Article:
Yes, blog readers, it’s yet another installment of the peculiar probings of Don Peteroy—a CR-hosted series in which the ever-provocative DP pitches profoundly preposterous questions at hand-picked prosists. This week’s featured writer is one of our own—Margaret Luongo—who has made three appearances in our pages, and who was last seen wearing a blaze-yellow babydoll tee printed with the words DEAD INSIDE.
Margaret Luongo is the author of the story collection If the Heart is Lean (LSU Press, 2008). Her stories have appeared in Tin House, Jane, Fence, Granta on-line, The Cincinnati Review, The Pushcart Prize anthology, and other venues. She teaches creative writing at Miami of Ohio. One of her best friends teaches Shakespeare and wears combat boots.
Question: If you had to eliminate one author from the canon in exchange for three months of world peace, who would it be? Explain your answer.
ML: I’m sure many contemporary authors, if they were so privileged to be in the canon, would take themselves out of it for three months of world peace. Then there’s the problem of the existence of a canon; haven’t we been trying to alter it or get rid of it? But let’s say there is one and we all know who’s in it.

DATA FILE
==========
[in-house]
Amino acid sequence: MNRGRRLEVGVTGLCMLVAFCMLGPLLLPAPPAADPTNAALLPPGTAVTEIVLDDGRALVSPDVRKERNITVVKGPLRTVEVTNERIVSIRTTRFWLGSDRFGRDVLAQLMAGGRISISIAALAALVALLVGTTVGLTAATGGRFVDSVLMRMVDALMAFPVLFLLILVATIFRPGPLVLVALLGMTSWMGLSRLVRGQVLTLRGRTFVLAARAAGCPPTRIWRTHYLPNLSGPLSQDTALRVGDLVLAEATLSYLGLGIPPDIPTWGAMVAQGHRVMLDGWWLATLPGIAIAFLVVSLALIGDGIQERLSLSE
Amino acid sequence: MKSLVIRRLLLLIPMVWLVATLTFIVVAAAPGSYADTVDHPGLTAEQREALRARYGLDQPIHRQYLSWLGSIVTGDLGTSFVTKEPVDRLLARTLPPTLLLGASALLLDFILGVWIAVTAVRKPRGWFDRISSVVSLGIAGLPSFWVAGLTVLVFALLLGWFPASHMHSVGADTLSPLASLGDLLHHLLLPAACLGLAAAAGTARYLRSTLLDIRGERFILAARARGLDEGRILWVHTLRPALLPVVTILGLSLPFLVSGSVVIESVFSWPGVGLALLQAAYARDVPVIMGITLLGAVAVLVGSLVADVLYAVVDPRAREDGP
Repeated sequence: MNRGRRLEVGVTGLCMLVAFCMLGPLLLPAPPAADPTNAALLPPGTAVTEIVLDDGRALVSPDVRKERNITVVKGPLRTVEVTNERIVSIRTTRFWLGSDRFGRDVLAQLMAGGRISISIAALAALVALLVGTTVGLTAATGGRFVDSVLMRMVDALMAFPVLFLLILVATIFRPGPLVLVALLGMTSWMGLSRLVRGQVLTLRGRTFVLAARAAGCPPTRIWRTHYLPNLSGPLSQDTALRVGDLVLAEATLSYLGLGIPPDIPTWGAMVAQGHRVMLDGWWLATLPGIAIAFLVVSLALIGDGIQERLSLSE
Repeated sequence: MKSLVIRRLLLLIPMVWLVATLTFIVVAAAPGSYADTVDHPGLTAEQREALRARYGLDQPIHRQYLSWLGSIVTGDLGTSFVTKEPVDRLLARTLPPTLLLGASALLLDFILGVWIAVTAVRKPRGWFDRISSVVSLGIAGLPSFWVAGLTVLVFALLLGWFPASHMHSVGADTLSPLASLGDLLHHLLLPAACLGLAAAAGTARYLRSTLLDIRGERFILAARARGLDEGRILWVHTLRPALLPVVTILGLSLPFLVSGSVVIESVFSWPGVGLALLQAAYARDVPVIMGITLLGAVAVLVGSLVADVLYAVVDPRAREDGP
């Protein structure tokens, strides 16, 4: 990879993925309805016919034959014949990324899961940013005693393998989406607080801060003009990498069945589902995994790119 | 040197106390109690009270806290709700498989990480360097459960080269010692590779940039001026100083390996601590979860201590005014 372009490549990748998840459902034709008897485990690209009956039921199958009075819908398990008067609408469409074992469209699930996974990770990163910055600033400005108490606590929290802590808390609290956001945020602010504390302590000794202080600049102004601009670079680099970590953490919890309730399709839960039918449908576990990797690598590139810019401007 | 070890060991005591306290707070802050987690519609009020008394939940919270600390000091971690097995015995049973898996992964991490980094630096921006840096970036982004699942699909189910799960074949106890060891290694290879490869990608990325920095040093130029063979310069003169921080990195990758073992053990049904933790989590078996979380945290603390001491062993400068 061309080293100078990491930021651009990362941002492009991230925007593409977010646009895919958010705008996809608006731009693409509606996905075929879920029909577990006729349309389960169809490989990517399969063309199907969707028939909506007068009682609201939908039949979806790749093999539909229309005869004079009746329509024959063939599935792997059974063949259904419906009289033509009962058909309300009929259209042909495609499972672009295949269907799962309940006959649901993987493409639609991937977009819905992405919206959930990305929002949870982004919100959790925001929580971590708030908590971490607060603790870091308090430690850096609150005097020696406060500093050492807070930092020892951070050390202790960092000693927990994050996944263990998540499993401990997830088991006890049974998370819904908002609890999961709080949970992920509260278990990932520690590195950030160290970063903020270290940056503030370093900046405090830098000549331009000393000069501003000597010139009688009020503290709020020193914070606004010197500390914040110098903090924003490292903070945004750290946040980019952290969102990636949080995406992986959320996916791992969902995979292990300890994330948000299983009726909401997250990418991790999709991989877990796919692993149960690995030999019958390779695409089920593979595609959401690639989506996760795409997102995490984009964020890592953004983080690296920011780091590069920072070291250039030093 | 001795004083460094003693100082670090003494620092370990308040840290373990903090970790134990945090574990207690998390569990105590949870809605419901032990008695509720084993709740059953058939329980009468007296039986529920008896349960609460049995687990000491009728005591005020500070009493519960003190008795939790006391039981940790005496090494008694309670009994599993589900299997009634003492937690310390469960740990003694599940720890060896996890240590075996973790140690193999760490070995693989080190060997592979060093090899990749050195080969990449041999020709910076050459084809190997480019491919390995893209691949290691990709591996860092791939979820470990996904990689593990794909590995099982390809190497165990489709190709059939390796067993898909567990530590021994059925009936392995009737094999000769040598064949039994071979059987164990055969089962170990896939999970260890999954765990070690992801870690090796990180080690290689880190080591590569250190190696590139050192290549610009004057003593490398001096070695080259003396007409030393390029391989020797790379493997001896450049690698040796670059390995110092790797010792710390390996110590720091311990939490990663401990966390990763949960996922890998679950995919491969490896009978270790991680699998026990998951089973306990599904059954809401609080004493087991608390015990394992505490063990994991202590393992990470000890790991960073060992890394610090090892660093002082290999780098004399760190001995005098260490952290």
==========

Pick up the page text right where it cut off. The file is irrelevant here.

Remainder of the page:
My husband and I talked about this. Shakespeare’s name came up. Eliminating Shakespeare from the canon would really screw the economy. Think of all the professors and actors who would be out of work. On the other hand, ejecting Shakespeare might cause a backlash and increase the popularity of his work: protests by the 20% (People Who Make a Living Off Shakespeare) might ensue. Actually, I think it would be very good for Early Modern scholars to be cast aside this way; they would become defiant and achieve punk status. Films could be made about their dying art. When the Chinese government banned the Chinese opera, a moribund form became suddenly wildly popular. While interest in Shakespeare’s work hasn’t diminished, maybe this exile from the canon would spark interest among populations previously alienated. It’s tiresome and obvious, but maybe Shakespeare is the answer? I am already more interested. Can’t you imagine publicists for dead or aging authors fighting for the right to be cast away? “This three months’ peace sponsored by the Melville Estate.” Cormac McCarthy could consider giving back; we’ve been tormented by his apocalyptic vision in prose; now he could give us the gift of peace—and probably increase his sales.